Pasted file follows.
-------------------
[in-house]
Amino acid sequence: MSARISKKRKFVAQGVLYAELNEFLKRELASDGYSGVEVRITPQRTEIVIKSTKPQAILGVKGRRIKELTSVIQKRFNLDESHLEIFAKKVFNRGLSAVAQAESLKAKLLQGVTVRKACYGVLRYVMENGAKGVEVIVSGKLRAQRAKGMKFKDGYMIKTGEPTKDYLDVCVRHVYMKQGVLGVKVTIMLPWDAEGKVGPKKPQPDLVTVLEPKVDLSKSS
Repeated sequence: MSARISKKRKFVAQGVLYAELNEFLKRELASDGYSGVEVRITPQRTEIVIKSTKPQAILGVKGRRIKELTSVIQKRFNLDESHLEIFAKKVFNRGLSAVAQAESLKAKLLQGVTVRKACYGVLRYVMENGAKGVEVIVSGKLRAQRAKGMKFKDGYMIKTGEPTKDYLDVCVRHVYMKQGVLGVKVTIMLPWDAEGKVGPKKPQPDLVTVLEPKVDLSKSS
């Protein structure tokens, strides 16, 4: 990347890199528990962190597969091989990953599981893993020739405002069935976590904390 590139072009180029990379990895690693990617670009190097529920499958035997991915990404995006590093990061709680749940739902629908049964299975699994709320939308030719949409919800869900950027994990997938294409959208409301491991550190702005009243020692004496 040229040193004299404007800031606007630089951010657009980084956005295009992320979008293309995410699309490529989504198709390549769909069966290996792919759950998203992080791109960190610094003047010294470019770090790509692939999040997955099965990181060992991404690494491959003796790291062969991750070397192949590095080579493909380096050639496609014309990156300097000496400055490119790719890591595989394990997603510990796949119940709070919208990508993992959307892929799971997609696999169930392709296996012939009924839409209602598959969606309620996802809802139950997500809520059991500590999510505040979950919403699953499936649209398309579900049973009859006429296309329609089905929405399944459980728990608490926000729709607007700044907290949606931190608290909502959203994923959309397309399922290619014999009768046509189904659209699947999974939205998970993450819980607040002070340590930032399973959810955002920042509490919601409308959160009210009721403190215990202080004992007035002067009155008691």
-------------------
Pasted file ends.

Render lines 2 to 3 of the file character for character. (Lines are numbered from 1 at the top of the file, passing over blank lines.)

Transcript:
Amino acid sequence: MSARISKKRKFVAQGVLYAELNEFLKRELASDGYSGVEVRITPQRTEIVIKSTKPQAILGVKGRRIKELTSVIQKRFNLDESHLEIFAKKVFNRGLSAVAQAESLKAKLLQGVTVRKACYGVLRYVMENGAKGVEVIVSGKLRAQRAKGMKFKDGYMIKTGEPTKDYLDVCVRHVYMKQGVLGVKVTIMLPWDAEGKVGPKKPQPDLVTVLEPKVDLSKSS
Repeated sequence: MSARISKKRKFVAQGVLYAELNEFLKRELASDGYSGVEVRITPQRTEIVIKSTKPQAILGVKGRRIKELTSVIQKRFNLDESHLEIFAKKVFNRGLSAVAQAESLKAKLLQGVTVRKACYGVLRYVMENGAKGVEVIVSGKLRAQRAKGMKFKDGYMIKTGEPTKDYLDVCVRHVYMKQGVLGVKVTIMLPWDAEGKVGPKKPQPDLVTVLEPKVDLSKSS